Weaving the future

In Photo: Ambension Silk Enterprise’s Chris Torrance

thomas-grahamIN a city where thriving shopping hubs such as Divisoria, Greenhills and Baclaran are aplenty, finding that bag, toy, or garment stitched with the words “Made in the Philippines” is a rather more challenging task. 

Last weekend I spent time in the company of Chris Torrance, an American who believes it is time to put locally made products on the map. His social enterprise, Ambension Silk Enterprise, cultivates the worth of a silkworm. In partnership with members of the Gawad Kalinga (GK) Enchanted Farm community in Angat, Bulacan, Ambension aims to revitalize the textile industry in the Philippines by creating meticulously handmade Eri silk products, particularly scarves and shawls.

Back in 2014, Chris arrived at the Enchanted Farm to volunteer for a couple of months until he met and toured two Filipino-American women who were visiting for the day. The ladies wanted to develop a silk social enterprise and offered Chris a rare opportunity to help them. 

Chris had little understanding of—or love for—either fashion or textiles at the time, and yet the opportunity to contribute toward a more socially conscious approach to business convinced him to trade in the comforts of a more conventional career to focus on the new love of his life, silkworms. 

Two years later, despite numerous setbacks—most notably, the entire Philippine population of Eri silk worms became extinct earlier in the summer due to heat—Chris is still at it. He commutes via jeepney and bus from Makati to Bulacan three to four times per week to be with his worms and the members of the GK community he partners with.  

Sharing Chris’s dream for the textile industry is Gino, a former intern and School for Experiential and Entrepreneurial Development (SEED) graduate at the Enchanted Farm, who is now the director of rearing operations at Ambension. Gino manages the worm-rearing operation, harvests the cocoons, calculates the amount of cassava needed, and determines the purchasing of equipment for their new facility.

Though the fast-fashion industry is one of the top waste contributors in the world, Ambension makes sure that every thread produced, even the “waste yarn” removed from weaving projects, will be maximized to create other products like bracelets and necklaces, which are best sellers for students and visitors in the farm.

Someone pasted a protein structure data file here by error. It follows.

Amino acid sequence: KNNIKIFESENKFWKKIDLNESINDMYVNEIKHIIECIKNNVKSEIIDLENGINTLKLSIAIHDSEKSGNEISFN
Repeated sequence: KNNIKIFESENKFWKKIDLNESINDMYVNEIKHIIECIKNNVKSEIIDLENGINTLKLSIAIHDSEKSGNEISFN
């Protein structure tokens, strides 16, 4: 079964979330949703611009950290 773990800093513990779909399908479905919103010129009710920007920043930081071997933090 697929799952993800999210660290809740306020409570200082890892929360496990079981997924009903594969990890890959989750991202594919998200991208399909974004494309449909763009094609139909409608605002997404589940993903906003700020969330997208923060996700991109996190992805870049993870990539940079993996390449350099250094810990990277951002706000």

“The first important step in the value chain is that silkworms eat cassava leaves, a crop which grows throughout the Philippines. The industry itself is huge, as it is one of the top food crops in the world. Normally, the leaves from the cassava harvest get burned off as they have a high concentration of cyanide. So what we are offering is a way for farmers to monetize their waste. It is not only about the fashion industry; it’s also about the farmers being able to maximize the income off of a single crop. If they raise Eri silkworms, they also get ready-made fertilizers,” Chris says.

While it may be difficult to get the younger generation excited about cassava leaves or worms themselves, Chris hopes the quality of their final product will inspire others to see the potential of agriculture and textiles in a different way.

Ambension hopes to revolutionize the way people see the fashion industry in the Philippines through collaborations with others.

“Our unique value proposition is that local Filipino designers are always more than welcome to come to our workshop facility, see the quality of silk we can produce, and to create something beautiful out of it,” Chris said.

He added:  “We offer them the opportunity for them [local Filipino designers] to design a truly unique fabric. They can design the weave, the pattern, the size, the colors, which is all on their own. They are not purchasing the fabric; they are creating their own Filipino fabric.”  

Through developing high-quality garments that are locally produced, Ambension is trying to change the mind-set that imported textiles are the only option for the Filipino fashion industry.

“We are a small social enterprise but we are trying to do big things and change the way the textile industry is done here. If that should happen one silkworm at a time, then that’s the way it is going to happen. We will get there,” he said.

To know more about Ambension Silk Enterprise and its products, visit  https://www.facebook.com/ambensionsilk/  or e-mail  ambension@yahoo.com. To visit its facility, book a tour at the Gawad Kalinga Enchanted Farm at  http://madtravel.org/gk-enchanted-farm/.

Thomas Graham is an international speaker and author of the book The Genius of the Poor. Thomas is also the co-founder of MAD (Make A Difference) Travel (www.madtravel.org), a social tourism enterprise that creates fun and fulfilling travel experiences in partnership with Gawad Kalinga communities. For comments, suggestions and reactions, contact  tom@madtravel.org.

Leave a Reply

Your email address will not be published. Required fields are marked *

This site uses Akismet to reduce spam. Learn how your comment data is processed.

Related Posts